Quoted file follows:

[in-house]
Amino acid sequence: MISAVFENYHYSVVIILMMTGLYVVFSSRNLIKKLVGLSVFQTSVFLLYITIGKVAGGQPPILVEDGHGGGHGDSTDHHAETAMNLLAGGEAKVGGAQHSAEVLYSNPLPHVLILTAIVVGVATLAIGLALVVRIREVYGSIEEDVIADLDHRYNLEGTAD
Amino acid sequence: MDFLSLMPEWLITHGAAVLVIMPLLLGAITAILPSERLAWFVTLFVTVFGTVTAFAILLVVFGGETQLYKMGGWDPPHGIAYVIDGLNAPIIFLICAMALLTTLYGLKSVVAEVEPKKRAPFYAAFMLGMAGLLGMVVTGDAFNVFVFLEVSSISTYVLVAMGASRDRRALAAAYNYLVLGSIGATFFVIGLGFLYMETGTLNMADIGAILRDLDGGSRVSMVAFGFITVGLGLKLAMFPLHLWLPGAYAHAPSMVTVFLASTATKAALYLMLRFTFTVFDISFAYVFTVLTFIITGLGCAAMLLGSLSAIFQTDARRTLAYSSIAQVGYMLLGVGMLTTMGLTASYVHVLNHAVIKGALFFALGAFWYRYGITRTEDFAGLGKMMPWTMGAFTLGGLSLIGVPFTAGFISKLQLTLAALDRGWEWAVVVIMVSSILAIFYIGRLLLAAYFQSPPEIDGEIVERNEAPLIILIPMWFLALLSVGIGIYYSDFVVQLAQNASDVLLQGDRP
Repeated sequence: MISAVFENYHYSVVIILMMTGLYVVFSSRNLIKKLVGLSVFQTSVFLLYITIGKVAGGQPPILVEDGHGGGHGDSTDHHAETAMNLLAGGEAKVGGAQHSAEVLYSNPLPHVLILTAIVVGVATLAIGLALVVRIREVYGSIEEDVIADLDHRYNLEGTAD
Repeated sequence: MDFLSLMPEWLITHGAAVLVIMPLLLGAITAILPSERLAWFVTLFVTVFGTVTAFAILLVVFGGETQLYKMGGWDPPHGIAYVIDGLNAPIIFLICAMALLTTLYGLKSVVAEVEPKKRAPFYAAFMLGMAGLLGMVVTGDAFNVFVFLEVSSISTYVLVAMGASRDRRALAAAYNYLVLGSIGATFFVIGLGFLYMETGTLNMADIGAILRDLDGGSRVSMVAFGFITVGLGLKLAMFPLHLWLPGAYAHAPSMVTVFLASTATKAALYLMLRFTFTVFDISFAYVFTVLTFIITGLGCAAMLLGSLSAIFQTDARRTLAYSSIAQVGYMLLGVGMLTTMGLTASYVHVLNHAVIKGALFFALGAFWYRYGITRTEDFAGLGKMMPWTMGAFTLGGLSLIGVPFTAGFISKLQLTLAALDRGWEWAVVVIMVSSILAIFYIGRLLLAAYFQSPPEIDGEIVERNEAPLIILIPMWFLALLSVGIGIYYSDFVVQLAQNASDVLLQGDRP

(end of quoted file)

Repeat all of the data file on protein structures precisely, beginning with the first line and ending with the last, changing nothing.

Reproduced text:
[in-house]
Amino acid sequence: MISAVFENYHYSVVIILMMTGLYVVFSSRNLIKKLVGLSVFQTSVFLLYITIGKVAGGQPPILVEDGHGGGHGDSTDHHAETAMNLLAGGEAKVGGAQHSAEVLYSNPLPHVLILTAIVVGVATLAIGLALVVRIREVYGSIEEDVIADLDHRYNLEGTAD
Amino acid sequence: MDFLSLMPEWLITHGAAVLVIMPLLLGAITAILPSERLAWFVTLFVTVFGTVTAFAILLVVFGGETQLYKMGGWDPPHGIAYVIDGLNAPIIFLICAMALLTTLYGLKSVVAEVEPKKRAPFYAAFMLGMAGLLGMVVTGDAFNVFVFLEVSSISTYVLVAMGASRDRRALAAAYNYLVLGSIGATFFVIGLGFLYMETGTLNMADIGAILRDLDGGSRVSMVAFGFITVGLGLKLAMFPLHLWLPGAYAHAPSMVTVFLASTATKAALYLMLRFTFTVFDISFAYVFTVLTFIITGLGCAAMLLGSLSAIFQTDARRTLAYSSIAQVGYMLLGVGMLTTMGLTASYVHVLNHAVIKGALFFALGAFWYRYGITRTEDFAGLGKMMPWTMGAFTLGGLSLIGVPFTAGFISKLQLTLAALDRGWEWAVVVIMVSSILAIFYIGRLLLAAYFQSPPEIDGEIVERNEAPLIILIPMWFLALLSVGIGIYYSDFVVQLAQNASDVLLQGDRP
Repeated sequence: MISAVFENYHYSVVIILMMTGLYVVFSSRNLIKKLVGLSVFQTSVFLLYITIGKVAGGQPPILVEDGHGGGHGDSTDHHAETAMNLLAGGEAKVGGAQHSAEVLYSNPLPHVLILTAIVVGVATLAIGLALVVRIREVYGSIEEDVIADLDHRYNLEGTAD
Repeated sequence: MDFLSLMPEWLITHGAAVLVIMPLLLGAITAILPSERLAWFVTLFVTVFGTVTAFAILLVVFGGETQLYKMGGWDPPHGIAYVIDGLNAPIIFLICAMALLTTLYGLKSVVAEVEPKKRAPFYAAFMLGMAGLLGMVVTGDAFNVFVFLEVSSISTYVLVAMGASRDRRALAAAYNYLVLGSIGATFFVIGLGFLYMETGTLNMADIGAILRDLDGGSRVSMVAFGFITVGLGLKLAMFPLHLWLPGAYAHAPSMVTVFLASTATKAALYLMLRFTFTVFDISFAYVFTVLTFIITGLGCAAMLLGSLSAIFQTDARRTLAYSSIAQVGYMLLGVGMLTTMGLTASYVHVLNHAVIKGALFFALGAFWYRYGITRTEDFAGLGKMMPWTMGAFTLGGLSLIGVPFTAGFISKLQLTLAALDRGWEWAVVVIMVSSILAIFYIGRLLLAAYFQSPPEIDGEIVERNEAPLIILIPMWFLALLSVGIGIYYSDFVVQLAQNASDVLLQGDRP